You only have to look to the music industry, which has similarly been disrupted by streaming services to see how this can play out. Most people have a Spotify subscription, but live music has never been more popular, with attendances to gigs and festivals at an all-time high. It just shows how live experiences will always be the pinnacle.

It’s the same story with virtual fitness in gyms. Far from cannibalising the group fitness crowd, industry research has shown clubs that install virtual fitness in their studio see an average 12 per cent increase in attendances to live classes.

Quality content gets people moving and crucially, it helps provide sustainable inspiration. We know the main reasons people leave gyms are down to perceived cost, convenience and lack of time – all of which ultimately boil down to a loss of motivation. A loss of motivation to fork out for that membership, to make that trip to the gym, to create the time for that regular workout.

By offering fitness at members’ fingertips, we can support them to stay in the fitness groove and maintain motivation whether they’re stuck at home, or at work or are travelling.

The gyms that win will be those that can form the right partnerships to extend their reach beyond their four walls through top quality content. They’ll keep current members engaged and will open up a route to reach the 85 per cent of adults who aren’t currently members of a gym. They’ll be primed to help these audiences dip their toe into the world of fitness, before graduating from home workouts into the club space.

The competition will be fierce, but the potential spoils are seismic. Forget being our biggest enemy, screens could yet prove to be the gym’s best friend.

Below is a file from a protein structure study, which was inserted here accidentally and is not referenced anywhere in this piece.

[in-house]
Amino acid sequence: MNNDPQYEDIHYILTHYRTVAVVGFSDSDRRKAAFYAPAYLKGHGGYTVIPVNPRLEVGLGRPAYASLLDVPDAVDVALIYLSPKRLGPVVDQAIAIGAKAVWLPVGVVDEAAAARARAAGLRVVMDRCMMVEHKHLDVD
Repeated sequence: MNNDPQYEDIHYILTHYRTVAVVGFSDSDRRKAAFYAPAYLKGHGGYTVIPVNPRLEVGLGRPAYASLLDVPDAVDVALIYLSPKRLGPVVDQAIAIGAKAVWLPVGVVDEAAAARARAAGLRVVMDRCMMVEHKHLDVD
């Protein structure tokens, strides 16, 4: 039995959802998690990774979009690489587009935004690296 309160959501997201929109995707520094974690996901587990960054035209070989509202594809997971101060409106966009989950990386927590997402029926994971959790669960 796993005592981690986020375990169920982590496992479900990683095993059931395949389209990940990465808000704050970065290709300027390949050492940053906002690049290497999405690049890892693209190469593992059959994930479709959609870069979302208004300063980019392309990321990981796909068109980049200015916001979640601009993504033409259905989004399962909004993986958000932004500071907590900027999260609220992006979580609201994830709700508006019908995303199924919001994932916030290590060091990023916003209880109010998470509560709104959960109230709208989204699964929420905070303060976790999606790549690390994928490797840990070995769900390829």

Companies like Fitness on Demand are harnessing screen power to offer engaging fitness options
Companies like Fitness on Demand are harnessing screen power to offer engaging fitness options
Companies like Les Mills are harnessing screen power to offer engaging fitness options
Companies like Les Mills are harnessing screen power to offer engaging fitness options
http://www.leisureopportunities.com/images/imagesX/488047_616714.jpg
We need to stop demonising screen use and instead embrace quality content that gets people moving, says Jak Phillips
People
We want to develop the next generation of health and wellbeing centres, offering a mix of clinical, physical and emotional wellbeing services
People
With two instructors per class – one devoted to correcting form – we fix people, and this creates clients for life
People
As clubs with swimming pools and health and beauty facilities, the low cost model wasn’t going to work for us, but the clubs weren’t as high-end as David Lloyd clubs either. Our first intervention was to win over the staff and encourage them to act as though it was a high-end club
Features
HCM Celeb
The boxing entrepreneur aims to help people ‘unleash the fighter within’ to better handle life’s challenges, with the slogan, ‘It’s not yours until you fight for it’
Features
ukactive
Following the ActiveLab Live! finale at the recent Active Uprising conference, we take a look at startups that are using technology to help people become healthier and more active
Features
Asia
Over 300 fitness executives gathered in Singapore recently for the World Fit Summit. HCM’s Steph Eaves attended to chat with CEO and founder Ross Campbell and find out more about the industry in Asia
Features
Strength training
You may be able to help your members and customers avoid or reverse osteoporosis by encouraging weight bearing activities, as Liz Terry reports
Features
Retention
Are you optimising HIIT for your members, or are they put off by the pain? Abigail Harris looks at research into ways to better support members towards a positive outcome
Features
Retention
There’s no one thing that will fix your member retention, but clarity of mission, a strong culture and an eye for data will drive significant change. Kate Cracknell reports from this year’s Retention Convention
Features
HCM Celebs
In the name of work, Australian actor Chris Hemsworth has undergone impressive physical transformations for film roles such as Thor in The Avengers and Marvel films. Inspired by the public’s interest in his workouts, he’s now created a health and fitness app called Centr that utilises the expertise of his team of world-class experts
Features
Statistics
The fitness market in Europe is entering a new phase of growth according to the European Health & Fitness Market Report 2019 by EuropeActive and Deloitte. HCM reports